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'It is natural and normal to be physically lazy'
Daniel Lieberman, an expert in human evolutionary biology, posed in a 2015 paper, "Is Exercise Really Medicine? An Evolutionary Perspective," says that it's not our natural inclination to exercise for health alone.
"It is natural and normal to be physically lazy," he writes. "I predict that hunter-gatherers in the Kalahari or the Amazon are just as likely as 21st century Americans to instinctually avoid unnecessary exertion. Although a small percentage of people today exercise as a form of medicine, doing their prescribed dose, the vast majority of people today behave just as their ancestors by exercising only when it is fun (as a form of play) or when necessary."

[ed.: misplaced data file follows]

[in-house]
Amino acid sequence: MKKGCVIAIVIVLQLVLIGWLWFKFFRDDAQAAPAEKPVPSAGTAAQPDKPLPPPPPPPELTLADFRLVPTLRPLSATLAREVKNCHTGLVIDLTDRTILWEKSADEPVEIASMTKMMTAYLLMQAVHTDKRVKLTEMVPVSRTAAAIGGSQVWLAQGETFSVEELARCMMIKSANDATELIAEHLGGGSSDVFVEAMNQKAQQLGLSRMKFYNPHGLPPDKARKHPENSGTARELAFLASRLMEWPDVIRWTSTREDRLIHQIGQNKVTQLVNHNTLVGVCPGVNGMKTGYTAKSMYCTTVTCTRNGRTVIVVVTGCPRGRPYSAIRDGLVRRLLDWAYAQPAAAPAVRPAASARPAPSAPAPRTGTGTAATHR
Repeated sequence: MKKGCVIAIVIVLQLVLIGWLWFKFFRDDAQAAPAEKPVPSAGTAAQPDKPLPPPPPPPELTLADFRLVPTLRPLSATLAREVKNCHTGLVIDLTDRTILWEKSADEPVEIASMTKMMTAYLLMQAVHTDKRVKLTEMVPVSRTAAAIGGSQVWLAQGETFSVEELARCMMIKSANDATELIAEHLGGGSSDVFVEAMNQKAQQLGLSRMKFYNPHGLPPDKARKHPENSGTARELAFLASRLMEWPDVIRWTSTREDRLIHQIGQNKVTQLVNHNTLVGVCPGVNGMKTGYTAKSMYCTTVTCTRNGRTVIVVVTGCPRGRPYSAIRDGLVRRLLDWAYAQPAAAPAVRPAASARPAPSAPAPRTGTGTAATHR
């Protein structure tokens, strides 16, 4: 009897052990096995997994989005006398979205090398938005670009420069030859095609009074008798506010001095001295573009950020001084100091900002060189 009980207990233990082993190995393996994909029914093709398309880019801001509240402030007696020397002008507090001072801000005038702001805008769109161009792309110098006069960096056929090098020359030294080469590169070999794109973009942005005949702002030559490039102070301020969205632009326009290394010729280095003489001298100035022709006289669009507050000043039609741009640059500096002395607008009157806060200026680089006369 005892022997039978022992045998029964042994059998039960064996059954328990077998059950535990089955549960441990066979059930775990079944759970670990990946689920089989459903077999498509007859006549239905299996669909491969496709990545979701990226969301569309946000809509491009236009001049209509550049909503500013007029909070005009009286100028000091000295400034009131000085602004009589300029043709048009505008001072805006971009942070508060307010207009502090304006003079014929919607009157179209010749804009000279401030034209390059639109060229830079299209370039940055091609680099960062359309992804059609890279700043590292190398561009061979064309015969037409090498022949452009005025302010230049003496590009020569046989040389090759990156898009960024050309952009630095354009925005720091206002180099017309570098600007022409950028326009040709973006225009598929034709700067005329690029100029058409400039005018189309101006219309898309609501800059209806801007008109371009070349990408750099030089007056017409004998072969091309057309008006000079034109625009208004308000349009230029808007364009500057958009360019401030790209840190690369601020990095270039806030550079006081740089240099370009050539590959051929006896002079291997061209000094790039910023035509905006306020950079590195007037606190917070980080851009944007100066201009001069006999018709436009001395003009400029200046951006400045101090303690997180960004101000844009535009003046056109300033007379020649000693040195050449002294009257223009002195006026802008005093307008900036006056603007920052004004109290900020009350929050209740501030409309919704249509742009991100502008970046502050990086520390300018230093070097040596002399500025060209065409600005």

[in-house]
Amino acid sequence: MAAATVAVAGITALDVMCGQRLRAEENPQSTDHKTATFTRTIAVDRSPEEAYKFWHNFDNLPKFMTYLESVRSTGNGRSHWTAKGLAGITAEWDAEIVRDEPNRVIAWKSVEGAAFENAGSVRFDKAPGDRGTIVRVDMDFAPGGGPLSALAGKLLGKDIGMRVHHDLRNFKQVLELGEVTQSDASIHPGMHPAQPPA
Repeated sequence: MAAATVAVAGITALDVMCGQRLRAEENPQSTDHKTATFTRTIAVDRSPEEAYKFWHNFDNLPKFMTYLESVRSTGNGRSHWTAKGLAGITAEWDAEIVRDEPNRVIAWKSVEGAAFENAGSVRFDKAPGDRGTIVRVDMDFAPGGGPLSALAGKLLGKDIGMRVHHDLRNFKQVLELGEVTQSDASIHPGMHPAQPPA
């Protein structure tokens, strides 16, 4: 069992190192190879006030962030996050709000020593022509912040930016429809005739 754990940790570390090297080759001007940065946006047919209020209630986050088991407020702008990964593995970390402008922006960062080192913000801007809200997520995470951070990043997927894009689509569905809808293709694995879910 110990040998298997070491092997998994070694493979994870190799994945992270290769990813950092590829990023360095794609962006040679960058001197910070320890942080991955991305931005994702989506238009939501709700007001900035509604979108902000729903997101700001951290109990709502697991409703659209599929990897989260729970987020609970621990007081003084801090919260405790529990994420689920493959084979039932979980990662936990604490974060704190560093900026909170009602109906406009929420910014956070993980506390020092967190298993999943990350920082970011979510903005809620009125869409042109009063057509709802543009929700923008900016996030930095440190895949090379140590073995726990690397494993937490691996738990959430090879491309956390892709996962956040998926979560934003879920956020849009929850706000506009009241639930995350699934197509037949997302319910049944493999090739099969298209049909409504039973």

Lieberman explains that our ancestors struggled to amass enough food to make up for the calories they burned tracking down that food. So they needed to conserve their energy when they could.
Cardinal, as well as Lieberman, think this idea that our penchant for rest is an evolutionary trait humans must fight continually may actually improve people's relationships with exercise. There is so much self and societal shame associated with not working out, that going to the gym, or for a run, can often feel like a chore. If they can stop berating themselves and accept that wanting to skip a workout is a completely normal human response, they might begin to untangle the negative associations with exercise.
"People are often made to feel bad [for not exercising] and I think that's just as pernicious and wrong and irresponsible as shaming people for being overweight," Lieberman said. It's not our fault that we are physically inactive, we live in a world that encourages that. They shouldn't be made to feel bad. We need help and we've created a world where we don't have to do it anymore."
Educating people on the health benefits of exercise and movement is not enough to override this basic instinct, he said.
'It is natural and normal to be physically lazy' - professor | Stuff.co.nz (external - login to view)